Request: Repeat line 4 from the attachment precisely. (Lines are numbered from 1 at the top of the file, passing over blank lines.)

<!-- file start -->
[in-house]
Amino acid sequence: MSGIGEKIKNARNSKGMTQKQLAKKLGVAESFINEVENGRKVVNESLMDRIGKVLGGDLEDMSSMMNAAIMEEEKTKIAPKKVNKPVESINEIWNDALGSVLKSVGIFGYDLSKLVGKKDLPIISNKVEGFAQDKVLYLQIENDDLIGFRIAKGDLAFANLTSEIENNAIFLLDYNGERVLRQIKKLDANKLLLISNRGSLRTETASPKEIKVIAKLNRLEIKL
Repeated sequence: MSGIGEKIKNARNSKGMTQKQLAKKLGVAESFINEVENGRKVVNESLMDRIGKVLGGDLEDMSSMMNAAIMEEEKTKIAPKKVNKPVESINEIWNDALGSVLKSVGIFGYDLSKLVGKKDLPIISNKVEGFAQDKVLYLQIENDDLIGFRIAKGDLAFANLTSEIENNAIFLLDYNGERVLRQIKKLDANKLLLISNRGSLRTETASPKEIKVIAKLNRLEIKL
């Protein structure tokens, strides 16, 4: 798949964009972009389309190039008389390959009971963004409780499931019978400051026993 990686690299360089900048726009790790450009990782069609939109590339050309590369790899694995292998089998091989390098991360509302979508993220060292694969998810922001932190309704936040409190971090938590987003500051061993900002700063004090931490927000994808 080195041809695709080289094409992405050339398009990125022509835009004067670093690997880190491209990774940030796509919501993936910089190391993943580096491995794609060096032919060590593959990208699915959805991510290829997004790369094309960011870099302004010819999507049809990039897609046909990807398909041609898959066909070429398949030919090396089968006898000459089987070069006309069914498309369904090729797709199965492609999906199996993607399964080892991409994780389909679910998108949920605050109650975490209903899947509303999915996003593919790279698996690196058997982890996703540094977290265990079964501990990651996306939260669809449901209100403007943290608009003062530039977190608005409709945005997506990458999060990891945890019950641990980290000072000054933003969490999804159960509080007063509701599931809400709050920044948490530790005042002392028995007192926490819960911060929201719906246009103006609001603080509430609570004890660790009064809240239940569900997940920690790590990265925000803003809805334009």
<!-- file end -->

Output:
């Protein structure tokens, strides 16, 4: 798949964009972009389309190039008389390959009971963004409780499931019978400051026993 990686690299360089900048726009790790450009990782069609939109590339050309590369790899694995292998089998091989390098991360509302979508993220060292694969998810922001932190309704936040409190971090938590987003500051061993900002700063004090931490927000994808 080195041809695709080289094409992405050339398009990125022509835009004067670093690997880190491209990774940030796509919501993936910089190391993943580096491995794609060096032919060590593959990208699915959805991510290829997004790369094309960011870099302004010819999507049809990039897609046909990807398909041609898959066909070429398949030919090396089968006898000459089987070069006309069914498309369904090729797709199965492609999906199996993607399964080892991409994780389909679910998108949920605050109650975490209903899947509303999915996003593919790279698996690196058997982890996703540094977290265990079964501990990651996306939260669809449901209100403007943290608009003062530039977190608005409709945005997506990458999060990891945890019950641990980290000072000054933003969490999804159960509080007063509701599931809400709050920044948490530790005042002392028995007192926490819960911060929201719906246009103006609001603080509430609570004890660790009064809240239940569900997940920690790590990265925000803003809805334009």